Rocca di Castagnoli vs. Breakfast Burrito

Last week I was visited by a wine-maker from the Chianti Classico region of Tuscany. Honestly, I didn’t think I could expand our Chianti portfolio but the wine rep promised breakfast and who can refuse such an offer. What happened to the breakfast I have no idea but fortunately I was introduced to the wines of Rocca di Castagnoli. And dare I say it they were better than what might have passed as breakfast!

Castagnoli has to be one of the oldest Tuscan vineyards in existence. Multiple families have owned it since the early 1200s but they have all been famous and they have all added to the estates greatness. Today the ‘estate’ runs 7 ½ miles long by almost 4 miles wide. It is nestled alongside parallel hills and the vineyards span the mountainside on both side. I can only imagine the beauty and when told that they had a rather beautiful Agrotourismo, with a swimming pool, it won’t be long before I pay them a visit.

I should also mention here that we have more brokers trying to sell us Italian wine than any other region in the world. Within that classification 80% of the wine they taste us on is either Tuscan or Piedmontese. Personally I like them both, but having to taste 30-40 of them every week one becomes a little jaded and a little, perhaps, cavalier. Only greatness will do.

The first Castagnoli I tasted was OK. It wasn’t from the region of Chianti Classico – just a little south-east, so maybe I felt that if there was a reason not to like it, that was it. But the second wine I tasted was absolutely from Chianti Classico. It was delicious. Stuff the breakfast, Macdonald’s was out the door with this stuff. It was full bodied, round, supple, energizing – probably had more vitamin C than a whole bottle of Tropicana. Terrific length on the palate, a warm, inviting freshness that had a ‘come hither’ forwardness to it. You tasted and wanted another full glass.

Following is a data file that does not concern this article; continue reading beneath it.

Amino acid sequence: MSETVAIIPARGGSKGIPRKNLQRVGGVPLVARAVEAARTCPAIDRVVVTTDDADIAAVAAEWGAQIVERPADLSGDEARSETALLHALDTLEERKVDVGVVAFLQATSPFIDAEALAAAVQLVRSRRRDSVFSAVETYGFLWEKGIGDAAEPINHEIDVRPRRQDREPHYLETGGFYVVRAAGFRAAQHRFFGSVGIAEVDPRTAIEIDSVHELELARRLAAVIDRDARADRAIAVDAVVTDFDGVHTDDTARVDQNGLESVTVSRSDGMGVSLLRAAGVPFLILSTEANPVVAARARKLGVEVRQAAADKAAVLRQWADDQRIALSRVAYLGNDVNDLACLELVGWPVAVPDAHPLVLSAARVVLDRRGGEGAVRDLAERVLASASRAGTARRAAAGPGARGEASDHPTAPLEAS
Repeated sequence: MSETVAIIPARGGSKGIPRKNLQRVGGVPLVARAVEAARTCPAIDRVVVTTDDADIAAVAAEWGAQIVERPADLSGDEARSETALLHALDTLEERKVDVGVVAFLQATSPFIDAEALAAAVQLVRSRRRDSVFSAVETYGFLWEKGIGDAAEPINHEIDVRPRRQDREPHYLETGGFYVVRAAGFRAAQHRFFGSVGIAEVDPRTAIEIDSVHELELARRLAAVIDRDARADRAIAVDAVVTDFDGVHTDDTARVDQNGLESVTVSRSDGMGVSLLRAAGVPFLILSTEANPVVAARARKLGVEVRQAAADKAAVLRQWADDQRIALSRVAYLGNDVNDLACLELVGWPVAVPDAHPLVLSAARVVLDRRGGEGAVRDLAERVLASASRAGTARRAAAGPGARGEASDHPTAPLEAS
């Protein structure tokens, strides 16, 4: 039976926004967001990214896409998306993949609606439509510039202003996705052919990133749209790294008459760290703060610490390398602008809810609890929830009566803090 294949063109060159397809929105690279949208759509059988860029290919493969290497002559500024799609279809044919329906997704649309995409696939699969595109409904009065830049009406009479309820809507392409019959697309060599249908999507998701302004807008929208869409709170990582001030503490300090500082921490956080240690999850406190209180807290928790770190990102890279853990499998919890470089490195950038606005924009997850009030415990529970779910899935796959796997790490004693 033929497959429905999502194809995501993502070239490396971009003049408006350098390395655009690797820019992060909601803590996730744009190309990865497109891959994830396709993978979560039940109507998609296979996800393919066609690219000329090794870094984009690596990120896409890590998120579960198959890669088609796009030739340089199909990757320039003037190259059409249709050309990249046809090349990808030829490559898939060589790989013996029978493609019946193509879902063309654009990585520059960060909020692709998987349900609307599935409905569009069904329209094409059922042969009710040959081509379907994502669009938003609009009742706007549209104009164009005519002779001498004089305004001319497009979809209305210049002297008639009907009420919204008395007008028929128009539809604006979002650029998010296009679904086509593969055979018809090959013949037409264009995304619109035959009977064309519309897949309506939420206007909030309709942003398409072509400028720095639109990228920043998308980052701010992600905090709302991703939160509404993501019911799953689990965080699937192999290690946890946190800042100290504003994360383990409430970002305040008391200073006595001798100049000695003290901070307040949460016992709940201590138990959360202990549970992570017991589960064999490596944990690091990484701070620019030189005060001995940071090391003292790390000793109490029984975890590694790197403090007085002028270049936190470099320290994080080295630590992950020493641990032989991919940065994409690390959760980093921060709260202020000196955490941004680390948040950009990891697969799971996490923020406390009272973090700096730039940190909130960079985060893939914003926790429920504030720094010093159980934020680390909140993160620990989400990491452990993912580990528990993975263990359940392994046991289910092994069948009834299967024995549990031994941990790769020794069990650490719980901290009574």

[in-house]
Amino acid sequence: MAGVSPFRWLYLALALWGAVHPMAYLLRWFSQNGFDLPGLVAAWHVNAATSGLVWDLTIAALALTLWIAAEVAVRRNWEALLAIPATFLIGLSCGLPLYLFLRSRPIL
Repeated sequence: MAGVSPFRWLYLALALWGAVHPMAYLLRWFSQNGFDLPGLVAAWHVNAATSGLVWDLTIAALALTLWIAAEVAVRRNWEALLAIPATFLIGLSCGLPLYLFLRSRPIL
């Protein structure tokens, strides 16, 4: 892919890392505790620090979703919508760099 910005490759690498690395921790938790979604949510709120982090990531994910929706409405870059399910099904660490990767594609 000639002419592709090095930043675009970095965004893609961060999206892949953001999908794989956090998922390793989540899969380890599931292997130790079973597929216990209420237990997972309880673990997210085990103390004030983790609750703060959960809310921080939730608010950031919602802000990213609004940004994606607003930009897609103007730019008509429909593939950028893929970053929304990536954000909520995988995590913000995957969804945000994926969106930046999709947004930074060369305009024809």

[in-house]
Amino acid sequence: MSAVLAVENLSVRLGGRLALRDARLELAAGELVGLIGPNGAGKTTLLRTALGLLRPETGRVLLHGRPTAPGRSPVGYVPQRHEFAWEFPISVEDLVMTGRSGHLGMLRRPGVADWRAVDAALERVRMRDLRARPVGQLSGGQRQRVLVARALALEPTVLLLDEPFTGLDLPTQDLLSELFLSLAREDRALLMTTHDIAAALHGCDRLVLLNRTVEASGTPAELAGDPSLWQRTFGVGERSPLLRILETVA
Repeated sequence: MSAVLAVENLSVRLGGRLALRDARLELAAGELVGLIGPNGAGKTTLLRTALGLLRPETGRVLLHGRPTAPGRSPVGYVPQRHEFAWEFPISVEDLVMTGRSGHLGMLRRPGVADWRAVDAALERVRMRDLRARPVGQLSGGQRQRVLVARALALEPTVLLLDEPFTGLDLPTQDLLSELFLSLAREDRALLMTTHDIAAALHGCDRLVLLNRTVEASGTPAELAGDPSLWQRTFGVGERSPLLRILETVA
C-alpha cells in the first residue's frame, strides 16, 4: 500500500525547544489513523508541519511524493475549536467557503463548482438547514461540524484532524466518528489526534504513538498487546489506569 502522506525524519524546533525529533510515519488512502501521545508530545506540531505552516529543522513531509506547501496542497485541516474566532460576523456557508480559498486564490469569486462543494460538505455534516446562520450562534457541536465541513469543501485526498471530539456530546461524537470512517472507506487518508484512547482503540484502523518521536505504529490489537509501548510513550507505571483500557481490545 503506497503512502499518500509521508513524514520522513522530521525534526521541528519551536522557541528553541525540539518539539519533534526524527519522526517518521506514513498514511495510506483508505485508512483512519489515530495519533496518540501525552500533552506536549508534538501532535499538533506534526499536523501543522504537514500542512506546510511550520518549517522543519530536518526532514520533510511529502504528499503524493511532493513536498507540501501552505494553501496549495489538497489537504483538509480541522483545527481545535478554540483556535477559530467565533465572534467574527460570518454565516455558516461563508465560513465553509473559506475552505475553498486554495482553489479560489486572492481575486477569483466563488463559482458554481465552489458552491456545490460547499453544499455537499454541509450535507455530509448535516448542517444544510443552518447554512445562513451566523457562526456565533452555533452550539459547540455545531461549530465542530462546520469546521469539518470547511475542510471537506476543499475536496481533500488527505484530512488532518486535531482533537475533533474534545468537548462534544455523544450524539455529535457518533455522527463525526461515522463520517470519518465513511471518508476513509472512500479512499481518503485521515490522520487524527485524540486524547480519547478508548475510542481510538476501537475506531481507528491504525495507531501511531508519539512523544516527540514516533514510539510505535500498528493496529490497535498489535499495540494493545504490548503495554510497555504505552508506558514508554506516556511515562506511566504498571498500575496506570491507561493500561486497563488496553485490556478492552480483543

Second wine on the roster was the Rocca di Castagnoli Buriano. This is where you have to understand that Tuscan wine isn’t all about Sangiovese. There are laws within Tuscany that allow wine-makers to go beyond the confines of a Chianti and broaden their consumer’s experience by delivering other varietals, albeit at higher levels than you would ever expect. The Buriano is 100% Cabernet Sauvignon. Get this: it is aged in stainless steel for 6 months, disgorged into 2 types of aged barrique barrels for 18 months, and then disgorged again into bottle for a further 12 months. Only then is it tasted, and if approved, sold to the public. 1,250 cases make it into the world. That’s what I call breakfast!

Next was the Castagnoli Stielle Gran Selezione. I did ask what makes a wine a Gran Selezione and I did get an answer, but truth be told I was savoring the wine more than listening so I have no idea why it’s called Gran Selezione. I don’t think it really matters, to be honest. The wine was fabulous. A blend of the Cabernet above and a little Sangiovese, if anything this wine was a little rounder, more flamboyant, but more Sasha Distel than Valentino Liberace. The wine was truly an elixir – to be savored not gulped, to be cellared more than just brought out because you haven’t got anything else. This was a fabulous wine and the perfect finish to a breakfast that never was.

I would love you to try each of them so here’s the skinny on this week’s deal:

Rocca di Castagnoli Chianti Classico        $21.00

Rocca di Castagnoli Buriano                         $49.00

Rocca di Castaglnoli Gran Selezione         $49.00

 

This week’s deal:

One Three Pack, containing one each of the above: $102.00

I think that’s a huge saving.

Limited supply so as always…first come gets the worm.

 

Check out an earlier blog at the new wineatfive.com web site…awesome